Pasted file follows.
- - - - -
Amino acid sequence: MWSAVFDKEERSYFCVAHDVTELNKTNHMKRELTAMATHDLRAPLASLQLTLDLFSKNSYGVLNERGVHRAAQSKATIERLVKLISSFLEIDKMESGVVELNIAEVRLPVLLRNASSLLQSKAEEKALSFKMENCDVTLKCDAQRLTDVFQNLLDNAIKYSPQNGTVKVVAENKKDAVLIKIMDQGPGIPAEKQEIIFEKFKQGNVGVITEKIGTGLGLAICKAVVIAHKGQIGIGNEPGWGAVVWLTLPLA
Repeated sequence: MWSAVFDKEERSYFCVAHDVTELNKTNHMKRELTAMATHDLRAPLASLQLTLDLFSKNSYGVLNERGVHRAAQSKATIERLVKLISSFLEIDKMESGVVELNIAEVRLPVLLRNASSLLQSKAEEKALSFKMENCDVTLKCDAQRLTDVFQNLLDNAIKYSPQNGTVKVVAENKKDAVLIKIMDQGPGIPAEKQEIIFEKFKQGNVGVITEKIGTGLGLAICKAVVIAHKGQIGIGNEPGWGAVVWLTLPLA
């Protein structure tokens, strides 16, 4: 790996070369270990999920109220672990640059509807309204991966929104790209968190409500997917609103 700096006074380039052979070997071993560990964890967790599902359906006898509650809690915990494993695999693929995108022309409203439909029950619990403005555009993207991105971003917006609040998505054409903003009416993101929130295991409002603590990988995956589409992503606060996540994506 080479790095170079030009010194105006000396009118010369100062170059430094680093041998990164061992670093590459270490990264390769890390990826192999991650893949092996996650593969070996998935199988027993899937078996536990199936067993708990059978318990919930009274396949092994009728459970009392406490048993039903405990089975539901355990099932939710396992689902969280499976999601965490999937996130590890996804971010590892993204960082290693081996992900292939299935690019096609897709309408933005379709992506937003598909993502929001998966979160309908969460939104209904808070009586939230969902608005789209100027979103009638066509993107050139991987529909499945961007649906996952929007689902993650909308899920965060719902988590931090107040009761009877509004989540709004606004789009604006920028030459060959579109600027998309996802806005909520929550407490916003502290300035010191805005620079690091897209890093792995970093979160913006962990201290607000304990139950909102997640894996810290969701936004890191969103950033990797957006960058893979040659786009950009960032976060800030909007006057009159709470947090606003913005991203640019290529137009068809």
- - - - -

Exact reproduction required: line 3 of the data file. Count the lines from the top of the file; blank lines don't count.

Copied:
């Protein structure tokens, strides 16, 4: 790996070369270990999920109220672990640059509807309204991966929104790209968190409500997917609103 700096006074380039052979070997071993560990964890967790599902359906006898509650809690915990494993695999693929995108022309409203439909029950619990403005555009993207991105971003917006609040998505054409903003009416993101929130295991409002603590990988995956589409992503606060996540994506 080479790095170079030009010194105006000396009118010369100062170059430094680093041998990164061992670093590459270490990264390769890390990826192999991650893949092996996650593969070996998935199988027993899937078996536990199936067993708990059978318990919930009274396949092994009728459970009392406490048993039903405990089975539901355990099932939710396992689902969280499976999601965490999937996130590890996804971010590892993204960082290693081996992900292939299935690019096609897709309408933005379709992506937003598909993502929001998966979160309908969460939104209904808070009586939230969902608005789209100027979103009638066509993107050139991987529909499945961007649906996952929007689902993650909308899920965060719902988590931090107040009761009877509004989540709004606004789009604006920028030459060959579109600027998309996802806005909520929550407490916003502290300035010191805005620079690091897209890093792995970093979160913006962990201290607000304990139950909102997640894996810290969701936004890191969103950033990797957006960058893979040659786009950009960032976060800030909007006057009159709470947090606003913005991203640019290529137009068809």